Code Orange are back and angrier than ever. But there's a lot more too. Over the last decade, the Pittsburgh metallers have become masters of heavy, channelling unholy aggression through a disorientating blur of noise – twisting hardcore and Bay Area brutality through a matrix of digital and industrial harshness. On new album Underneath, they’ve refined all of those elements into something even darker still...
“Going into this, we were definitely approaching it more like a movie,” says drummer/singer Jami Morgan, when told their latest recordings could easily have soundtracked a psychological thriller. He’s sat with guitarist Reba Meyers next to a fire in a London hotel, talking to MusicRadar about the new compositions which he produced with Nick Raskulinecz [Foo Fighters, Rush, Alice In Chains], with some help from co-producer Will Yip and early Nine Inch Nails member Chris Vrenna.
“There was a big scope of an idea we were trying to fill,” continues Jami. “So we used samples and layers, doing surgery until it felt like it was popping off the page more than most metal which can be flat like a sheet of paper. It’s still art, but it’s more like a drawing. This is 4D. I want you to be able to live inside. I’d say the last one was more like a horror and this one’s the psychological sci-fi thriller. We’re trying to create a feeling you get from things that are visual and sensory, not just music. There’s a central idea that covers the whole record, grounding it all.”
“But it’s not like we just took samples from a movie or TV show,” adds Reba, after a sip of coffee. “There is some of that too, we mainly made our own noises. I’d hit record and really go for it with as many crazy sounds I could find and make a bank of it. That was a bit of a sampling technique, so I ended up with all these noises and used pieces of them in different songs…
“We might need a big swell, and then Shade [Eric Balderose guitars, vocals, keys] would have a different one that was really electronic but compliment the guitar swell, creating this accidental and unexpected element. There’s a lot of that throughout the album… little moments you hear a reverse something but you don’t know what it is and to be honest it’s probably a mixture of things.”
Swallowing The Rabbit Whole begins with a disjointed drumbeat and some pretty ominous piano octaves…
Reba: “That song probably had the most versions, probably around 20. I like the songs we mess about with the most, finding the perfect movie-style arc for it to flow. Because it wasn’t just a repeating verse and chorus thing, it’s a very cinematic song.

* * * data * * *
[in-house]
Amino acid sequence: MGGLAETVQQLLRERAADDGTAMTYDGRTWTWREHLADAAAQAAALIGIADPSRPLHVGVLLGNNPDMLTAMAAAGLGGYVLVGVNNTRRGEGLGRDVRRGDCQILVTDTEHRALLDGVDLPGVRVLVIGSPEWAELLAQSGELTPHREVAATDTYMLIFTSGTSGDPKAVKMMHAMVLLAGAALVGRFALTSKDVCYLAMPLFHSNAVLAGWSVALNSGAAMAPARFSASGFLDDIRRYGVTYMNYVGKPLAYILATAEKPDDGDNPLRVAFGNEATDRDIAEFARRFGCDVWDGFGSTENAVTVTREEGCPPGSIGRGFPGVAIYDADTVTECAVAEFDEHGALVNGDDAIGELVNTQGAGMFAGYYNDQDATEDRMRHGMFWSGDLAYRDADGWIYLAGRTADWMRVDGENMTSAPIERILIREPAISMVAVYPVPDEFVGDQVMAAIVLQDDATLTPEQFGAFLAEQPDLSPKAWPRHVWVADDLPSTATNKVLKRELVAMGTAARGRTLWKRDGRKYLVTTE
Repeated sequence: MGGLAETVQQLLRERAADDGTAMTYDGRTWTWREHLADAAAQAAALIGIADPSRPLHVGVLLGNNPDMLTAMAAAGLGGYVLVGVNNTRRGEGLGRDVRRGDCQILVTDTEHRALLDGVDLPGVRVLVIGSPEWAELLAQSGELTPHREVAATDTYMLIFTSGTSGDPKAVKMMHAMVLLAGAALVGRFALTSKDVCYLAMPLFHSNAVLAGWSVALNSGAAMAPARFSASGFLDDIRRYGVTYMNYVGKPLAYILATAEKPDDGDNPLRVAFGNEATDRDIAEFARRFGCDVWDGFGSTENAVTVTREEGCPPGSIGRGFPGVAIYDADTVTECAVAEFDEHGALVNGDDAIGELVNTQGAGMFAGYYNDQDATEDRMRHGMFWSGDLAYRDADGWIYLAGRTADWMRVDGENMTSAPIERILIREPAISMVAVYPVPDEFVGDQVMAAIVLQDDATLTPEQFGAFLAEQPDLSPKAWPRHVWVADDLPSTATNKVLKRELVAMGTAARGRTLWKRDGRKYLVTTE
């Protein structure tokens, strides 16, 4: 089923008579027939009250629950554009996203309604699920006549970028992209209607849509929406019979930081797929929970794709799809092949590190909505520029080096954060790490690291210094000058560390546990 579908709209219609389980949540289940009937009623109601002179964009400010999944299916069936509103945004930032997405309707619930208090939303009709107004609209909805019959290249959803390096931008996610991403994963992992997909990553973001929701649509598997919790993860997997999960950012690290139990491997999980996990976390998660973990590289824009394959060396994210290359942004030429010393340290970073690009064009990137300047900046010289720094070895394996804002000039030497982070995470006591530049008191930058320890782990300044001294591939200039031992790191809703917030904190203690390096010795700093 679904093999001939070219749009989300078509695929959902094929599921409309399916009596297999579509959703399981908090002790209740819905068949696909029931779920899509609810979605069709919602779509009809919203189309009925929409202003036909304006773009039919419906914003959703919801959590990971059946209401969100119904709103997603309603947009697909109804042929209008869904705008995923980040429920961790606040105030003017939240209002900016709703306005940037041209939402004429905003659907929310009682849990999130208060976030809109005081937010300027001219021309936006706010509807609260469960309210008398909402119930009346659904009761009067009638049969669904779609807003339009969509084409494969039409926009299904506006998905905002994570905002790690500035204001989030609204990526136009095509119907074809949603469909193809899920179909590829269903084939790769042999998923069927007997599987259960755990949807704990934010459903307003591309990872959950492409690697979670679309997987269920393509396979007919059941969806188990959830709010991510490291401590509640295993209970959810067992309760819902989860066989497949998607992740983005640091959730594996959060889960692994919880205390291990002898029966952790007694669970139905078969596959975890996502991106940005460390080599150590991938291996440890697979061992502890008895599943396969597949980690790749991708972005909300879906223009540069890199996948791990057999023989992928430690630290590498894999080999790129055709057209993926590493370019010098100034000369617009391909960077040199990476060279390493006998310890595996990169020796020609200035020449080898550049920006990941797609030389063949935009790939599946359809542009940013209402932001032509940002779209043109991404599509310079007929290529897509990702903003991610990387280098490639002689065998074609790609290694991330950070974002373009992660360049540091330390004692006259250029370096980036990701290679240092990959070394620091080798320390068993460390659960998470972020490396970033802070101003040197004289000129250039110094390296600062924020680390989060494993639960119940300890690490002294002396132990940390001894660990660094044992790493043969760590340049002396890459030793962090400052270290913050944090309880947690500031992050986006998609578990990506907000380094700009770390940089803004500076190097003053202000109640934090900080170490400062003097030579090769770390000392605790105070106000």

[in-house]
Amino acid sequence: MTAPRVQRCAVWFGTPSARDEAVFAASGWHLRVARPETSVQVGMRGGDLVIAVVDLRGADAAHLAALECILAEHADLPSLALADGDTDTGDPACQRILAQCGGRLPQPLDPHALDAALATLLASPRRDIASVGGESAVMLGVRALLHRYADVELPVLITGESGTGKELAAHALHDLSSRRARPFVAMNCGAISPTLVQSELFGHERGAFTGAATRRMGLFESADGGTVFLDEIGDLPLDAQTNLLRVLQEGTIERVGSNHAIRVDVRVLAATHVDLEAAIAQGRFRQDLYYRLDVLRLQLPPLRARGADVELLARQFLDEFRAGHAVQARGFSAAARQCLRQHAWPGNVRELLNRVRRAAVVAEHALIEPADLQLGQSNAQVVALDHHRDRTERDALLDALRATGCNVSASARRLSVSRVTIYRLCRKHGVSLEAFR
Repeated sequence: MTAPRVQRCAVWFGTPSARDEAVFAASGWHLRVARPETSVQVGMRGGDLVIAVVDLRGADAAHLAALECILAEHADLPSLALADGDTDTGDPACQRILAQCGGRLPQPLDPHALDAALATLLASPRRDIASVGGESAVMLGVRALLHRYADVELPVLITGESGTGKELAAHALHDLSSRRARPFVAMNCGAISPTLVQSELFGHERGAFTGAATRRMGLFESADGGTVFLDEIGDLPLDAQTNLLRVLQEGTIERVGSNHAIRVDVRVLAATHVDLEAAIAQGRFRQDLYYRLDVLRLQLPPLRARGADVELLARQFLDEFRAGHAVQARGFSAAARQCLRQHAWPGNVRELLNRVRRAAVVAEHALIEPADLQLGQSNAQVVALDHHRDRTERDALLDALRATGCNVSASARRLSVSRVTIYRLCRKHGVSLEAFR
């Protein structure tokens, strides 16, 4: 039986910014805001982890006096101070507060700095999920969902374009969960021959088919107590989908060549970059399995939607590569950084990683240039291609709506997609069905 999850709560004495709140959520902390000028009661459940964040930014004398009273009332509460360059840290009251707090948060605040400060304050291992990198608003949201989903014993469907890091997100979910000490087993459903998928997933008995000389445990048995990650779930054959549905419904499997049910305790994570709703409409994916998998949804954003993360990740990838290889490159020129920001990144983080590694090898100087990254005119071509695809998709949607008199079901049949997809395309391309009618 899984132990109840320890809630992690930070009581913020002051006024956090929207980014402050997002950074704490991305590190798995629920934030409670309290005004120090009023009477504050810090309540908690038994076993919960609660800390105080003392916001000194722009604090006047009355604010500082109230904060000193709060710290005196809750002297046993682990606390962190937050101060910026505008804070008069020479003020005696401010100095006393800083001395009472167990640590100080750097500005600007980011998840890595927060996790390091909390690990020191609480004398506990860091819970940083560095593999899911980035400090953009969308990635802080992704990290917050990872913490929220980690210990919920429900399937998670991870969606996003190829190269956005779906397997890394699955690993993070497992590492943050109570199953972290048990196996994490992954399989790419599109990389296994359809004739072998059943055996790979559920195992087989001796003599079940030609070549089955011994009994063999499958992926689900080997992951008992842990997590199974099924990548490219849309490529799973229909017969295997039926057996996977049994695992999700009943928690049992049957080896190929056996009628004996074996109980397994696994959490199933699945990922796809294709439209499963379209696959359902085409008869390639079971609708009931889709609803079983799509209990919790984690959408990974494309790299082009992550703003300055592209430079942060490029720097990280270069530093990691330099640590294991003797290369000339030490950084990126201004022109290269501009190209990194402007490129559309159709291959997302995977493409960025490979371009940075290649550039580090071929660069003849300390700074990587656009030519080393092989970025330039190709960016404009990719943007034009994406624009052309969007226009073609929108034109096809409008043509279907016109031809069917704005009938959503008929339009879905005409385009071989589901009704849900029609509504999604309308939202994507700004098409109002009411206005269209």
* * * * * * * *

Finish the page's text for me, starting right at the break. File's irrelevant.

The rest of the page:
"It felt like a fully Code Orange song, with all of our tools being used. That’s why it felt like such a perfect starting point. It has the mood and represents Code Orange in an absolute way.”
Jami: “It’s the new style of heavy! I was actually watching a movie and then just walked into the bathroom and recorded a shitty little version of that on this little piano app on my phone. A lot of things I come up with are really simple but then the others take it in and expand on it. I had the beat in my head.
"When we finished that song, it was the first big moment where we realised where this album was heading. It was the moment we knew what needed to happen. And it has everyone’s work in it, which is cool. The first big riff is Dom’s riff, then Reba and Dom did the whole ending, Reba also coming up with a second verse melody that builds off the first… it was a cool combination of everyone getting something in on that one.”
What kind of programs did you use this time round?
Jami: “We used and still use Ableton a lot. Nick wanted us to do Pro-Tools and at first we were really resistant but it ended up being good because we all know how to it properly now.”
Reba: “People sometimes associate computer programming with a certain style that’s kinda flat, but we used it to our advantage. We love tinkering with things and challenging each other with how weird we can get.
"We had to redo loads of things just to work for Pro-Tools. But it made the songs better, we had to reanalyse everything and figure out how to make it better. Ableton is amazing. The tricks you can do once you know where everything is. It just has so much to it. There are so many different ways to manipulate your sounds and do unexpected things that start simple and become huge. It’s an instrument in itself.”
Jami: “I don’t have to do that stuff. So I get to just make shit up and they actually figure out how to play it and turn it into music!”
Reba: “And that’s how you find things that have never been done, especially in this kind of music! Taking a chug up an octave with six plugins running and turning it into a completely different thing.”
How did you end up working with Chris Vrenna?
Jami: “It happened kinda randomly. We showed up to Nick’s and there were a few people I won’t name we’d reached out to about working in that position and it didn’t happen. So we got to Nick’s and he was like, ‘Chris Vrenna lives down here, let’s hit him up.’ And it was like, ‘Why didn’t we think of that?’ And he came down a day later after we sent him the demos.
"A bulk of this record was done before, and we’ll put those demos out at some point, so it was less creative, though Chris did add some awesome stuff. His role was more about helping Shade grow and become advanced in his technique and Pro-Tools.
"Chris is a professor of Pro-Tools and Ableton. He is very well versed and we needed somebody like that, because this record is very technical. There are hundreds and hundreds of layers. A lot of the time Reba was in her own room, just doing guitar leads direct to make them feel a bit more like hip-hop or electronic. It was like a factory… everyone working towards this goal.”
Nick Raskulinecz was definitely an interesting choice for producer, considering he’s more known for less extreme bands…